Rev. Dr. Martin Luther King was prepared to teach us to become a democracy where all people counted, Haas Institute Director john a. powell explained during a panel discussion at the King Center in Atlanta on April 5 marking the 50th anniversary of the civil rights leader's assassination.
"We have to remember he died when he was 39, and if you watch the trajectory of his life, he was getting deeper and growing more and more profound. And he brought many things to us, most of which we still haven't learned," powell said.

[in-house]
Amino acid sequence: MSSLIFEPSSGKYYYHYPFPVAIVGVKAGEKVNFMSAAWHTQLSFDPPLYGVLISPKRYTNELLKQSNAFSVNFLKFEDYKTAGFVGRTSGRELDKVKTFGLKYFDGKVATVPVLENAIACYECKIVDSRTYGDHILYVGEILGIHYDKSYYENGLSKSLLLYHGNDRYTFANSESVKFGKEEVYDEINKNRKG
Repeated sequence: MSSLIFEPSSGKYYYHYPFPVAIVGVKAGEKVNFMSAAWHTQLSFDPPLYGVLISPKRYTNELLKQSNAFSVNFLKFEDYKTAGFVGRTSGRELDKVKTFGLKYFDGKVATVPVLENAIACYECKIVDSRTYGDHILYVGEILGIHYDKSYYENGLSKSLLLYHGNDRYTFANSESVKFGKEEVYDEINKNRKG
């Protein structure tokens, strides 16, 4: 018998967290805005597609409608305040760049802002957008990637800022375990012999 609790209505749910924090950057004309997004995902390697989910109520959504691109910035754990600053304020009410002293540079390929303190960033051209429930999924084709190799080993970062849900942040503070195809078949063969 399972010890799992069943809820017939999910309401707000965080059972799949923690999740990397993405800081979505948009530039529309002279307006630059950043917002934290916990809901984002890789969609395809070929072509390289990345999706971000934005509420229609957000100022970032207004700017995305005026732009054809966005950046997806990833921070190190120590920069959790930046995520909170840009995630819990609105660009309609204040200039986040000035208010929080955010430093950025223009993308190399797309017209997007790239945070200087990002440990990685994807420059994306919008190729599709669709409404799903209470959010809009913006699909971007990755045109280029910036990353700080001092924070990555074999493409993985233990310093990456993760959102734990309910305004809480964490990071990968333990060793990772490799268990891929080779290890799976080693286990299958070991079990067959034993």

powell said King was ready to teach us to become a democracy "where all people counted."
"King was ready to teach us how to make the world a place safe for humans, how to connect our faith, our politics, and our lives. We weren't ready to learn."
He added: "That's the question, that's the struggle we're going through today. ... In a lot of ways King's legacy is not even a legacy, because it's so alive."
"What is clear is if we don't embrace his legacy, then the future of this country and the future of the world are greatly at risk," powell added.
The discussion was hosted by the King Center in partnership with the Carter Center, Volunteers of America and the Center for Civil and Human Rights.
Other panelists included the CEO of the King Center Bernice A. King, and non-violent activist, sociologist, and writer George Lakey. It was moderated by Joshua Dubois.